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Quantifying the benefits of biofuels

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June 16, 2008

New research stirs corn-ethanol debate
 Photo: Noel McKeegan

New research stirs corn-ethanol debate Photo: Noel McKeegan

June 16, 2008 In the world’s race to reduce greenhouse gas emissions and solve the fossil-fuel shortage, the use of biofuels based on renewable sources is considered to be an environmentally friendly solution to the fuel shortage and global warming. However, there are two sides to the debate, and research from the University of Washington strengthens the argument that some food-based biofuel stocks could be causing more harm than good.

A University of Washington, research team studied how much energy was required to produce corn-based ethanol. The paper describing their findings was based on a year-long study and was published in the June issue of the journal Conservation Biology. The team researched the impact on soil fertility and effects on food supply when fuels based on crops such as corn and soybeans are mixed with fossil fuels. They discovered that the large amounts of energy required to grow corn and then convert it to produce ethanol had a net energy gain that was modest and that corn-based ethanol was the worst offender amongst the alternative energy fuels. Using another crop such as switchgrass, or using algae would use significantly less energy to produce fuel but the technology to achieve this is not fully developed.

"It's foolish to say we should be developing a particular biofuel when that could mean that we’re just replacing one problem with another," said lead author Martha Groom of the UW Bothell.

The paper's policy suggestions are "not definitive at all," Groom said, "but rather each category calls out a question and is a starting point in trying to find the proper answers."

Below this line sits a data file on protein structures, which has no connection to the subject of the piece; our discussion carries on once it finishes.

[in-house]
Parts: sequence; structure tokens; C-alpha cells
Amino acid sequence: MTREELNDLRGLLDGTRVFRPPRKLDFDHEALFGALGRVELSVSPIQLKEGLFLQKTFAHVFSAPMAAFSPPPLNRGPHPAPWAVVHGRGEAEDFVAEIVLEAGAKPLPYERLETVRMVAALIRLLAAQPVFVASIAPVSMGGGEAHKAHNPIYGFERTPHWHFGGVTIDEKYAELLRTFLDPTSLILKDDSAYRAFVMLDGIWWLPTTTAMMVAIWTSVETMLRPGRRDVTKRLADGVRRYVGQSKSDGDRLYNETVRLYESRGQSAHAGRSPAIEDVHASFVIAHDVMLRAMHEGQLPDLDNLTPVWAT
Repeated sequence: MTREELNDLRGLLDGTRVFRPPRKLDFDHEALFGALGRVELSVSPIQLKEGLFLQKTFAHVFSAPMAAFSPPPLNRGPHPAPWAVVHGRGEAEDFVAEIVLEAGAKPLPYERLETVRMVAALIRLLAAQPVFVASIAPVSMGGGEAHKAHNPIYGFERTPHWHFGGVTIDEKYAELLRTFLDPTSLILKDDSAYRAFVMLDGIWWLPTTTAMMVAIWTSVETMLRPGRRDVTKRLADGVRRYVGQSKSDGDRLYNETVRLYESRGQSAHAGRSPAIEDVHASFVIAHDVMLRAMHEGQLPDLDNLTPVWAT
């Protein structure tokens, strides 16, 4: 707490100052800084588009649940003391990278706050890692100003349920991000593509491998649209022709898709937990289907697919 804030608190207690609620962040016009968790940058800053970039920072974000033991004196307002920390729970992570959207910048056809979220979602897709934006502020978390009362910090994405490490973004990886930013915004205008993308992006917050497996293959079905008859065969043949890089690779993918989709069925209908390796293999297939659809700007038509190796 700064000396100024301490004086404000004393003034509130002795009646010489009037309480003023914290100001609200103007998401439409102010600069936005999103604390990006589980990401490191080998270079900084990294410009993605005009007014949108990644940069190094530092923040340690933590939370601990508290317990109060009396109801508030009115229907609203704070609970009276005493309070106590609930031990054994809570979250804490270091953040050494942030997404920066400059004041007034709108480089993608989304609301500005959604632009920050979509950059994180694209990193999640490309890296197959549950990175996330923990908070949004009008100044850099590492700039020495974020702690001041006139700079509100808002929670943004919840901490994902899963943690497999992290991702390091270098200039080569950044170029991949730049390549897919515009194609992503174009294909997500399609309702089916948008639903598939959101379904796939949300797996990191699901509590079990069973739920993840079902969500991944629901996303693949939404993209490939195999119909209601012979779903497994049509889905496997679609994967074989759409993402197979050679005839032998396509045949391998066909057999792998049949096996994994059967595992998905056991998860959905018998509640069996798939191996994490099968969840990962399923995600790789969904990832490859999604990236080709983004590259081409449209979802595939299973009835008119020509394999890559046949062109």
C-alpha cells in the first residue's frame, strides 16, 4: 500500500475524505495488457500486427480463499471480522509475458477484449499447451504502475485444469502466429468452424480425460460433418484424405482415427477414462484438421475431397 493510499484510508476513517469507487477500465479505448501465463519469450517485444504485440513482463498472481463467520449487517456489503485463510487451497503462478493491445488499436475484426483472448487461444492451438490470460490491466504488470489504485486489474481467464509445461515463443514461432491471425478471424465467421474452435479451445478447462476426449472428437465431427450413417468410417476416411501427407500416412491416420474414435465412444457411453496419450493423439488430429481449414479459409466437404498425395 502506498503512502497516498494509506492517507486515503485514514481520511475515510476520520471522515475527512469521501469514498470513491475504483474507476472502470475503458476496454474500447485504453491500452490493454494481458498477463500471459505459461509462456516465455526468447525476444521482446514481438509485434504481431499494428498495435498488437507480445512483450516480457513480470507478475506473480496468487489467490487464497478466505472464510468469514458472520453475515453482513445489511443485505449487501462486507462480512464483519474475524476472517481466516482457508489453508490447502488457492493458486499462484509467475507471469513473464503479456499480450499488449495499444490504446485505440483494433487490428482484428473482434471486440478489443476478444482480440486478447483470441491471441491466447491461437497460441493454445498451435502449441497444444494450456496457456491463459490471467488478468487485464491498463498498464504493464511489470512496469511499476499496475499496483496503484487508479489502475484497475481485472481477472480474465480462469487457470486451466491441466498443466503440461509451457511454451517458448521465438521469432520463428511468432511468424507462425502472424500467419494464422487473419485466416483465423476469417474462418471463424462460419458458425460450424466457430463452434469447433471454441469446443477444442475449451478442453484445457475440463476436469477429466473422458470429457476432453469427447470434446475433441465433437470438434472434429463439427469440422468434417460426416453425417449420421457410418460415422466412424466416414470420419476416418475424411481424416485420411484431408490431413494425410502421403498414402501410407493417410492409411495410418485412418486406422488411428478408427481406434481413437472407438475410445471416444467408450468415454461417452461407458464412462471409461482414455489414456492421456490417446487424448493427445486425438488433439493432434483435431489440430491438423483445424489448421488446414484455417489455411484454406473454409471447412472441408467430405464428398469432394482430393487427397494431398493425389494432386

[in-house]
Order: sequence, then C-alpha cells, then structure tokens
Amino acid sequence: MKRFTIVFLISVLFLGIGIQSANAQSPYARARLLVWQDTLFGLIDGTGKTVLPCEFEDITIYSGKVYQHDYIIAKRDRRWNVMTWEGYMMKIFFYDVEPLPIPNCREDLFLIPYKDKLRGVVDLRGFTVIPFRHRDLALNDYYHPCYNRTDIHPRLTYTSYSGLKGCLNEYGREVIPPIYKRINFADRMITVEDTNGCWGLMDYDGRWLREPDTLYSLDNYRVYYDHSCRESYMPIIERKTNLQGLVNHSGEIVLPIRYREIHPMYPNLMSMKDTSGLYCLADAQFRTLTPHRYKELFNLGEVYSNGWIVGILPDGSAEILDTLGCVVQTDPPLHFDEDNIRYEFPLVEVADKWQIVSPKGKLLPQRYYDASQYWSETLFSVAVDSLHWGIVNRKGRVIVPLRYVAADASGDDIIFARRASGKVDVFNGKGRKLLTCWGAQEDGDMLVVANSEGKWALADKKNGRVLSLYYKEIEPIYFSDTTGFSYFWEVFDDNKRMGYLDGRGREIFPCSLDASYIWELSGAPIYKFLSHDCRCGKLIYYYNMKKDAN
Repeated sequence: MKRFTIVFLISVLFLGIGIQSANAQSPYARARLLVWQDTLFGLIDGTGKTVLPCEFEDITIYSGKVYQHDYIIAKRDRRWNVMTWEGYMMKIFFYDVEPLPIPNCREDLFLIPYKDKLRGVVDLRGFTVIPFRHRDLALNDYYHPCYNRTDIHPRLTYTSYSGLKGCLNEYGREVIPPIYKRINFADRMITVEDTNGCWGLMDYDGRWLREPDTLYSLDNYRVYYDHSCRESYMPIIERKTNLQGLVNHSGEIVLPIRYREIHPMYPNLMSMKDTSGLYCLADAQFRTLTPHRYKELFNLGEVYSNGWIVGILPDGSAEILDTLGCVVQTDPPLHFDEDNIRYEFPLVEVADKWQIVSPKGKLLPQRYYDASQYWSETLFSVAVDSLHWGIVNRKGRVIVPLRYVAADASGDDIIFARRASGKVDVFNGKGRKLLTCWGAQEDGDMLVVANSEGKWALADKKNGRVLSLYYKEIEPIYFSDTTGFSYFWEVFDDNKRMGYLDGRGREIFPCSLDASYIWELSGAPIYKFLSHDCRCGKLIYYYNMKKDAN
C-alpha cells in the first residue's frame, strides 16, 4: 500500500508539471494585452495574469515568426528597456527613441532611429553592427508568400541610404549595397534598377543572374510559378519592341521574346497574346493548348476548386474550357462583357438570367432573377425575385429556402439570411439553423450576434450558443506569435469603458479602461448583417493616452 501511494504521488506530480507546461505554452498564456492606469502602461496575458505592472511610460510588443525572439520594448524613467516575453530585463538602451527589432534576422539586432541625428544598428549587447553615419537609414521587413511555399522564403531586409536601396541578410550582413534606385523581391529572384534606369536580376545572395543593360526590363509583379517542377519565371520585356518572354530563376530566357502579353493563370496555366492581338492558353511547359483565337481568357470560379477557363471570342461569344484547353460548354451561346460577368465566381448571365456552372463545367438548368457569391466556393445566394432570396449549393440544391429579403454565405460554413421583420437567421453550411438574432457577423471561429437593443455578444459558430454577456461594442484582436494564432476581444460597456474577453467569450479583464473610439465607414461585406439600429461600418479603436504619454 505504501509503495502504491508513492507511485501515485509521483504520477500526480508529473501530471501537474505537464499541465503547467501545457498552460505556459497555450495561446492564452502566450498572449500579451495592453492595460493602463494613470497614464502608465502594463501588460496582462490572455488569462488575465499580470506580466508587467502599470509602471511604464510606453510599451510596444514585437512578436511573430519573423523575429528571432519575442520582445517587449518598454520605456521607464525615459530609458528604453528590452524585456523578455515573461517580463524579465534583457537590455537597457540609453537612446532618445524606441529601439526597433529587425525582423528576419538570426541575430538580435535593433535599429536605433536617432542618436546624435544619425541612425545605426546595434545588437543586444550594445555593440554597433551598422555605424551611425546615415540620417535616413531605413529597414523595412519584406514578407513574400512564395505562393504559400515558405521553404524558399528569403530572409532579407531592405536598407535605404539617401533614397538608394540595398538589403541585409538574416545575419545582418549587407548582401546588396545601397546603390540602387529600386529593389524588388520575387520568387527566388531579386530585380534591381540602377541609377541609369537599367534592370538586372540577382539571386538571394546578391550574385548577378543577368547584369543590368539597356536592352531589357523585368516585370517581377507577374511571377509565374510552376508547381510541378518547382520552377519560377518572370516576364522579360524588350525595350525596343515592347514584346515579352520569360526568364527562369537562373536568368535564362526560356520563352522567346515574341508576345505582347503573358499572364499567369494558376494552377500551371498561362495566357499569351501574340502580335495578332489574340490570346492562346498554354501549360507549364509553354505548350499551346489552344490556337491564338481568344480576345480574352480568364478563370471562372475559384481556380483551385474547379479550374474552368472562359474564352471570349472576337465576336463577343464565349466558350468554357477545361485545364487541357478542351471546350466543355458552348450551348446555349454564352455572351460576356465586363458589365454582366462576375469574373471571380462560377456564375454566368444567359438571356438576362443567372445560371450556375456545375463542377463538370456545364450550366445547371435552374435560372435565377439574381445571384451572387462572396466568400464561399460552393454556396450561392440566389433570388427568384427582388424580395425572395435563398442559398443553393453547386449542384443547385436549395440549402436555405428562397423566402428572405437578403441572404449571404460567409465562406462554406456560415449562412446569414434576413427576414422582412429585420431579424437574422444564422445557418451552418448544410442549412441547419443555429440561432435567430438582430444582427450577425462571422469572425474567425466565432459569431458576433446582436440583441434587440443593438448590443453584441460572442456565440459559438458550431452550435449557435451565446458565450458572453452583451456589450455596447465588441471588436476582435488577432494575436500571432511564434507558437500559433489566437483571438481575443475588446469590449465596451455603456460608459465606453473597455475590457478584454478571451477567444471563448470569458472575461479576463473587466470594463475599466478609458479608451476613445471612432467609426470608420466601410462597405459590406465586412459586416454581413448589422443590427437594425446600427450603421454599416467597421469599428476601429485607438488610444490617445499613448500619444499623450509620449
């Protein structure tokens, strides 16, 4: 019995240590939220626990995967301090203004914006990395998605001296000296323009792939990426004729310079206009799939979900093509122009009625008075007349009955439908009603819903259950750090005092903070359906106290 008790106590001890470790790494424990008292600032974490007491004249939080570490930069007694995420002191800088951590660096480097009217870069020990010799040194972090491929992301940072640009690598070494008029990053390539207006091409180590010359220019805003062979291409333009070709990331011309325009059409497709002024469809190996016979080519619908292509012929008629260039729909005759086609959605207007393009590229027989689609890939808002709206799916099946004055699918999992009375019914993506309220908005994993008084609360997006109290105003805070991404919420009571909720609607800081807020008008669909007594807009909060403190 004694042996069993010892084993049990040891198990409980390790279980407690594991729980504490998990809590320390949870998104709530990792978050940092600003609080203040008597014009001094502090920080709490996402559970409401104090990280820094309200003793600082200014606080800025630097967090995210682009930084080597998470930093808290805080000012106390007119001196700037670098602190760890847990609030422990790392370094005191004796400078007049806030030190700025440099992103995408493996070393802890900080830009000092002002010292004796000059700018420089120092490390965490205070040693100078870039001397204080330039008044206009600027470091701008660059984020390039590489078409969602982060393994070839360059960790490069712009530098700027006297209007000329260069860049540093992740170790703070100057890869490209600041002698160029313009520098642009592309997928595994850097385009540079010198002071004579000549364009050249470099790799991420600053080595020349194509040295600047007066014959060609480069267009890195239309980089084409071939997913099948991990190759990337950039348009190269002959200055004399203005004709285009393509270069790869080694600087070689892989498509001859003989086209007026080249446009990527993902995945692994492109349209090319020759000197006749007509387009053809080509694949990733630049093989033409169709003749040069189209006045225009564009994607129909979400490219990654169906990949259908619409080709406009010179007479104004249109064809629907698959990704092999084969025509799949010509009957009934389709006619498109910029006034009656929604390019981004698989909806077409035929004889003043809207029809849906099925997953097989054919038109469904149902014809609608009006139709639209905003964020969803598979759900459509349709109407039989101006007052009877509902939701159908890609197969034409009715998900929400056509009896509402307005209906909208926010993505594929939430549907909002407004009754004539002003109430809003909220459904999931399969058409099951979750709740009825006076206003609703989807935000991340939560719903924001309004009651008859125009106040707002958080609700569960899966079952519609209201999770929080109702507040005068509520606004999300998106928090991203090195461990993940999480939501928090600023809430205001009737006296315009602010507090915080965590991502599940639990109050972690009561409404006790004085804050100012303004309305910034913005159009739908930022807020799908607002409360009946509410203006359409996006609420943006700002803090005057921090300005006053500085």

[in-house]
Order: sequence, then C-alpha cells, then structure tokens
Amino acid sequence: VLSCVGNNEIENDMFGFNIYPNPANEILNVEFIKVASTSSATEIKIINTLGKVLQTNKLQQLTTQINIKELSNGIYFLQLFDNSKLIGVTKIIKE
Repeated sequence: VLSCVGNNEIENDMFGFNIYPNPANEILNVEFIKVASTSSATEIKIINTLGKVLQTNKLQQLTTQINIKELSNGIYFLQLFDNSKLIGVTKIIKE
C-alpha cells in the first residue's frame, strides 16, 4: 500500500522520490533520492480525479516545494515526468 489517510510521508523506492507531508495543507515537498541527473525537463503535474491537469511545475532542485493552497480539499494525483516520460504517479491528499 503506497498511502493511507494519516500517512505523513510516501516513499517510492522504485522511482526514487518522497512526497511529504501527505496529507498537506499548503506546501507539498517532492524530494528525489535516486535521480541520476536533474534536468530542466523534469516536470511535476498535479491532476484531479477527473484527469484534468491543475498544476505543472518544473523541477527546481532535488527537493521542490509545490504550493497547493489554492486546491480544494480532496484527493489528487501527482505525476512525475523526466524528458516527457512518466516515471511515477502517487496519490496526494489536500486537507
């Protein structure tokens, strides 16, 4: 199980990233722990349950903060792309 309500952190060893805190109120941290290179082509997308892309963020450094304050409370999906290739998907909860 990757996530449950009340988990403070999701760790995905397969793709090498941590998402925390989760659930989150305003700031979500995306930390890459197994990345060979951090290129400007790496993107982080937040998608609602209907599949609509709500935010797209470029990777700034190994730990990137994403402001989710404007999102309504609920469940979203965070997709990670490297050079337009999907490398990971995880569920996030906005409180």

These concerns are becoming more acute with the rapid rise of both food and fuel prices, she said. The issue is especially touchy for farmers who might for the first time be realizing significant profits on their crops, but it also is a serious concern for motorists.

"I've heard about people getting their gas tanks siphoned, and I hadn't heard of that since the '70s," she said. The aim of the study was to evaluate options for biofuel development and to find the most ecologically promising alternatives. The researchers developed twelve recommendations which will help to ensure that biofuels produced in the future will be sustainable and carry a smaller ecological footprint.

    Policy Recommendations
  • Calculate a biofuel's ecological footprint
  • Promote only biofuels that can be produced sustainably
  • Select highly efficient species for biofuels
  • Work to minimize land needed for biofuels
  • Encourage reclamation of degraded areas
  • Prohibit clearing areas for more cultivation
  • Promote use of energy crops that require less fertilizer, pesticide and energy
  • Promote native and perennial species
  • Prohibit use of invasive species
  • Promote crop rotation on cultivated lands
  • Encourage soil conservation
  • Promote only biofuels that are at least net carbon neutral

In related biofuel news, a team of researchers from Iowa State University and the University of Hawai’i discovered that they can save energy, recycle more water and improve the livestock feed that’s a co-product of fuel production by growing a fungus in ethanol production leftovers.

Ethanol production produces a product called thin stillage of which only 50% can be recycled, with the rest normally having to be evaporated which is a costly exercise. The researchers added a fungus, Rhizopus microsporus, to the thin stillage and found it would feed and grow. The fungus removed about 80 percent of the organic material and all of the solids in the thin stillage, which meant the remaining water and enzymes in the thin stillage could be recycled back into production. The fungus can then be dried and used as livestock feed.

This new research has the potential to save ethanol producers millions of dollars every year.

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